Last Updated on June 19, 2019, by eNotes Editorial. Word Count: 306
Make Your Home Among Strangers is a 2015 young adult novel by Jennine Capó Crucet. It follows Lizet Ramirez, a daughter of Cuban immigrants and U.S. citizen, who juggles a complex family life with her minority status at the white and affluent Rawlings College. It is told from the perspective...
(The entire section contains 306 words.)
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Make Your Home Among Strangers is a 2015 young adult novel by Jennine Capó Crucet. It follows Lizet Ramirez, a daughter of Cuban immigrants and U.S. citizen, who juggles a complex family life with her minority status at the white and affluent Rawlings College. It is told from the perspective of the adult Lizet recounting her life to her cohorts in her marine biology lab. While adjusting to college, Lizet's mother, Lourdes, becomes politically active in the wake of a deadly shipwreck that kills a number of hopeful Cuban immigrants trying to make it into America, which would not welcome them through its legal pathways. A boy named Ariel Hernandez survives and becomes the figurehead of a movement to reform immigration law.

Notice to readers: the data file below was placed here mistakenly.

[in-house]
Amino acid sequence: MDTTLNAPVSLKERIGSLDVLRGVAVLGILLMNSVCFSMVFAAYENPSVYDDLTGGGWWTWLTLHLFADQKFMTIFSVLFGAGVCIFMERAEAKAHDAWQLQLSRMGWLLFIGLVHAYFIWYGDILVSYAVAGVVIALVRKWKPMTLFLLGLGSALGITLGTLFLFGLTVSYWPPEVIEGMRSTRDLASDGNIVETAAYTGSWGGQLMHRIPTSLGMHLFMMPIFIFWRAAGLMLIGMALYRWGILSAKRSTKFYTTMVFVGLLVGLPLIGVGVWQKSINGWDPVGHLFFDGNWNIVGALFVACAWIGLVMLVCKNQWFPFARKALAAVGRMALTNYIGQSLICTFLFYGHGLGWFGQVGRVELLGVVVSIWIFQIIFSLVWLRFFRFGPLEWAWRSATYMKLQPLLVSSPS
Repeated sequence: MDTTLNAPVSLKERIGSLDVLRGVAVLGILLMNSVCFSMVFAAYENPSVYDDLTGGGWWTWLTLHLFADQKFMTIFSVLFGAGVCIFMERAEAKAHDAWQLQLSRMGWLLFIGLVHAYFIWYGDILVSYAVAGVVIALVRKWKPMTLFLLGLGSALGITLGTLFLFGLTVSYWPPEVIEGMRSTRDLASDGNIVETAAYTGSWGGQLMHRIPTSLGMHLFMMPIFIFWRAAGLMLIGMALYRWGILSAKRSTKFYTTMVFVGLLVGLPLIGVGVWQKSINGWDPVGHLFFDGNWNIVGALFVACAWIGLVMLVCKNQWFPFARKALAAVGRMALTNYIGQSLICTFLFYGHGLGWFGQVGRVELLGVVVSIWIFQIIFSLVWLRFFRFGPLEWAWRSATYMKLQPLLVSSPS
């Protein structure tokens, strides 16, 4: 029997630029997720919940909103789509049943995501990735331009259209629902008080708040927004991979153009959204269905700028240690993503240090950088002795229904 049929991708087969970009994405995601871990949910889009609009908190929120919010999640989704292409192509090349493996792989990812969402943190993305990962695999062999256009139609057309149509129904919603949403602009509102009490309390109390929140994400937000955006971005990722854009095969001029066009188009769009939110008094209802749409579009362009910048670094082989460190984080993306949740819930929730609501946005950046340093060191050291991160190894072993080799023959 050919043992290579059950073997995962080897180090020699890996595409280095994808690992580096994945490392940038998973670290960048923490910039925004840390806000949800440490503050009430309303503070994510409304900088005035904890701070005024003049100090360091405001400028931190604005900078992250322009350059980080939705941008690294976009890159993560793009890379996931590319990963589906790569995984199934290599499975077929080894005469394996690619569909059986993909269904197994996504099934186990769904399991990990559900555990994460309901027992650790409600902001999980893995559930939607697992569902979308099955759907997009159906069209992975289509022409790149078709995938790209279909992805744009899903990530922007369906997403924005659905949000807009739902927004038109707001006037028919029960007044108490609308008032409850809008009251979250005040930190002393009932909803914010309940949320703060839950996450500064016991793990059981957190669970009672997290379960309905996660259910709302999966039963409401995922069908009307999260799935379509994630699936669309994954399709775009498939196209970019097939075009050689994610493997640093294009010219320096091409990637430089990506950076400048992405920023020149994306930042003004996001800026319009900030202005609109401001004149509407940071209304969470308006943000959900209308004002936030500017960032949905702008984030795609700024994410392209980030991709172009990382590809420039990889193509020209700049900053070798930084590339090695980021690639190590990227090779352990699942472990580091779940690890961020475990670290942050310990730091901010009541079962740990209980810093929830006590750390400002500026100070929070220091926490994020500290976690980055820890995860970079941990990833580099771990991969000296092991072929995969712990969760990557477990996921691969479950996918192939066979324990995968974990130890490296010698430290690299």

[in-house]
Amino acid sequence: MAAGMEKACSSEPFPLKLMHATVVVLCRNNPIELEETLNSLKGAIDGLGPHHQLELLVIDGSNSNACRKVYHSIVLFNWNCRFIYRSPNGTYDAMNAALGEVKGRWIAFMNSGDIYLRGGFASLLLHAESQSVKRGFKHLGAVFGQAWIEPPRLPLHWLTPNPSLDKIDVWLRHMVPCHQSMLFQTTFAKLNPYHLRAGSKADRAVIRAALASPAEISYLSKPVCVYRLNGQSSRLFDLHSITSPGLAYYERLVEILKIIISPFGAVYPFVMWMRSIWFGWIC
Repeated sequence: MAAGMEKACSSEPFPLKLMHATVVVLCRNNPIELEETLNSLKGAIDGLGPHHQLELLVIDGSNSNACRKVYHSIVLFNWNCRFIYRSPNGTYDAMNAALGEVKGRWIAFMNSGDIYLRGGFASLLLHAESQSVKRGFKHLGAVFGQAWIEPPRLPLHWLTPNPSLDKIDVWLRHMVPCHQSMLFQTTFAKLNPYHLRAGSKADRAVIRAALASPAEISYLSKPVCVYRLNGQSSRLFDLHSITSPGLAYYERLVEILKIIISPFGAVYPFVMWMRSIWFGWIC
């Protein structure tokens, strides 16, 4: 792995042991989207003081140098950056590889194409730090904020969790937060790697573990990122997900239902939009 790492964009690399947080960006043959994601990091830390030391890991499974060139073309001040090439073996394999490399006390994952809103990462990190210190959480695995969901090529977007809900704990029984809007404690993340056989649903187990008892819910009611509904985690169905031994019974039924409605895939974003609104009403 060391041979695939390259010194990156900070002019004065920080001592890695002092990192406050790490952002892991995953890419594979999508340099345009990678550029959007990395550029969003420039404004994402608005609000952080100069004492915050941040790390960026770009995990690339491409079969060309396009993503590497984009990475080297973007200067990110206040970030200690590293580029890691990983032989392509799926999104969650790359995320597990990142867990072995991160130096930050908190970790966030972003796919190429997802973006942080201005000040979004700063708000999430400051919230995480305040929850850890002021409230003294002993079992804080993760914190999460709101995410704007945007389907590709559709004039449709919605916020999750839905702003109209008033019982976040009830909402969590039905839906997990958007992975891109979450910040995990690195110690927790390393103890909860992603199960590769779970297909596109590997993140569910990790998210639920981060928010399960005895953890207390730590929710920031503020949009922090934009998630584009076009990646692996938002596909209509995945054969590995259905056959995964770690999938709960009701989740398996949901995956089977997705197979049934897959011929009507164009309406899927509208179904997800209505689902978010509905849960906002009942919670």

Returning home for Thanksgiving, Lizet becomes skeptical of the evidence Lourdes bases her immigration positions on. Lourdes leaves for most of the holiday weekend to attend a rally supporting Ariel, leaving Lizet with her sister and nephew, Leidy and Dante. Lizet also is charged with plagiarism at Rawlings but is given a reduced sentence of probation when the committee learns she comes from an underprivileged high school. She hides this from her family, but recovers her GPA and is invited to a research internship by Professor Kaufman.
Lizet's academic plans are put on indefinite hold when Lourdes appears on national news as part of a radical reformist group called Mothers for Justice. The news story leads to Ariel's deportation to Cuba, where his remaining family lives. Lizet decides to decline the internship and help out with her unstable family, but Dr. Kaufman keeps the offer open. At the end of the novel, Lizet reconciles with her mother and sympathizes with her passion for immigration reform. She realizes that she is still free to follow her own aspirations, and moves to California for the internship.